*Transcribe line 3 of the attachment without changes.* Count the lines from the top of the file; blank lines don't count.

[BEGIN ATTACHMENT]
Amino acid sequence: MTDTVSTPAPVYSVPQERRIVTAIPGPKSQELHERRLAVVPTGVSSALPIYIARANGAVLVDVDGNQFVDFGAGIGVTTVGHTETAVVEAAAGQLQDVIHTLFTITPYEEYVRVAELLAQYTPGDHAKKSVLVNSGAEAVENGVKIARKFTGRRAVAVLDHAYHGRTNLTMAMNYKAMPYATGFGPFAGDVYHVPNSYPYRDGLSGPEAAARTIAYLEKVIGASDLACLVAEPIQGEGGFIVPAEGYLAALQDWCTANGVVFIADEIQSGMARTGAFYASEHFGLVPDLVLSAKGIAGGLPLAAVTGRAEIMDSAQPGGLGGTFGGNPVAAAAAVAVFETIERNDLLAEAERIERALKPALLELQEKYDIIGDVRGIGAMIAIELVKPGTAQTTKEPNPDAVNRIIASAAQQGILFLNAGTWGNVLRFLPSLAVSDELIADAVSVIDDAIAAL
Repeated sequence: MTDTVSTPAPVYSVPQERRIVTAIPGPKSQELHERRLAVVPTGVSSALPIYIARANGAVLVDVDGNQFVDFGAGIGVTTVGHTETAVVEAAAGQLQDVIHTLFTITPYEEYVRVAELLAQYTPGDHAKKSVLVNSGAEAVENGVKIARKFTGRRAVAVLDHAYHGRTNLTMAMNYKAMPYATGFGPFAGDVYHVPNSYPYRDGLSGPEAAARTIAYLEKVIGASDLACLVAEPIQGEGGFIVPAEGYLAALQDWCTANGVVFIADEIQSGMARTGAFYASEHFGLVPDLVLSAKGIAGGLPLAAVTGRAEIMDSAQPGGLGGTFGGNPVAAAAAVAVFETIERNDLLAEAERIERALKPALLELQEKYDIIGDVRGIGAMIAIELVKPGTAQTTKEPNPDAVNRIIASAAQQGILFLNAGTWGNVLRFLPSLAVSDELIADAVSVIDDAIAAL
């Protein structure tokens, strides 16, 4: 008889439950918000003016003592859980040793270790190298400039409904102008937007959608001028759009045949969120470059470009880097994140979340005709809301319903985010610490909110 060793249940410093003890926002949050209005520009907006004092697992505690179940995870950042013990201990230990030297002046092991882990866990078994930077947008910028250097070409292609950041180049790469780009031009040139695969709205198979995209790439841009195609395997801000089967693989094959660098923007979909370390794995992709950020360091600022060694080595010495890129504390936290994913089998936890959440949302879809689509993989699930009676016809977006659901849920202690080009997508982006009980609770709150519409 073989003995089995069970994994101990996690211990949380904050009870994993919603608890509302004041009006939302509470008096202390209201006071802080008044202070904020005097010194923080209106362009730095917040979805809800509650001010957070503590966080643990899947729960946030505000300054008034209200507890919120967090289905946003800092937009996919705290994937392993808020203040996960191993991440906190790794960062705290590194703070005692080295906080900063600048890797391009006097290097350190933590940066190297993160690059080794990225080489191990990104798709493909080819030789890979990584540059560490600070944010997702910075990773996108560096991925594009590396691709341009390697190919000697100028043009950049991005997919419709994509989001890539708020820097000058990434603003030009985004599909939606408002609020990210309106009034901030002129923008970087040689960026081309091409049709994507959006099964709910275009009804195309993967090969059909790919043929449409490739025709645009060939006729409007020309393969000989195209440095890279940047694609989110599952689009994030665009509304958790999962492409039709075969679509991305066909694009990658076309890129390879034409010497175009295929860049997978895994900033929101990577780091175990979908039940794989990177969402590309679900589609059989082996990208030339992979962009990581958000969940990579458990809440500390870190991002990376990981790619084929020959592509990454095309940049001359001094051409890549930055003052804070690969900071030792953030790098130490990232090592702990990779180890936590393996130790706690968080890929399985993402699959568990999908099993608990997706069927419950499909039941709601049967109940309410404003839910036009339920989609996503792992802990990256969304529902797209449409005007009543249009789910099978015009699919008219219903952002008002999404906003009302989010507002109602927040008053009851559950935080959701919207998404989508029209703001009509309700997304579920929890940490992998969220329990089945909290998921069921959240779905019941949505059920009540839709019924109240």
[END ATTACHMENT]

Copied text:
């Protein structure tokens, strides 16, 4: 008889439950918000003016003592859980040793270790190298400039409904102008937007959608001028759009045949969120470059470009880097994140979340005709809301319903985010610490909110 060793249940410093003890926002949050209005520009907006004092697992505690179940995870950042013990201990230990030297002046092991882990866990078994930077947008910028250097070409292609950041180049790469780009031009040139695969709205198979995209790439841009195609395997801000089967693989094959660098923007979909370390794995992709950020360091600022060694080595010495890129504390936290994913089998936890959440949302879809689509993989699930009676016809977006659901849920202690080009997508982006009980609770709150519409 073989003995089995069970994994101990996690211990949380904050009870994993919603608890509302004041009006939302509470008096202390209201006071802080008044202070904020005097010194923080209106362009730095917040979805809800509650001010957070503590966080643990899947729960946030505000300054008034209200507890919120967090289905946003800092937009996919705290994937392993808020203040996960191993991440906190790794960062705290590194703070005692080295906080900063600048890797391009006097290097350190933590940066190297993160690059080794990225080489191990990104798709493909080819030789890979990584540059560490600070944010997702910075990773996108560096991925594009590396691709341009390697190919000697100028043009950049991005997919419709994509989001890539708020820097000058990434603003030009985004599909939606408002609020990210309106009034901030002129923008970087040689960026081309091409049709994507959006099964709910275009009804195309993967090969059909790919043929449409490739025709645009060939006729409007020309393969000989195209440095890279940047694609989110599952689009994030665009509304958790999962492409039709075969679509991305066909694009990658076309890129390879034409010497175009295929860049997978895994900033929101990577780091175990979908039940794989990177969402590309679900589609059989082996990208030339992979962009990581958000969940990579458990809440500390870190991002990376990981790619084929020959592509990454095309940049001359001094051409890549930055003052804070690969900071030792953030790098130490990232090592702990990779180890936590393996130790706690968080890929399985993402699959568990999908099993608990997706069927419950499909039941709601049967109940309410404003839910036009339920989609996503792992802990990256969304529902797209449409005007009543249009789910099978015009699919008219219903952002008002999404906003009302989010507002109602927040008053009851559950935080959701919207998404989508029209703001009509309700997304579920929890940490992998969220329990089945909290998921069921959240779905019941949505059920009540839709019924109240």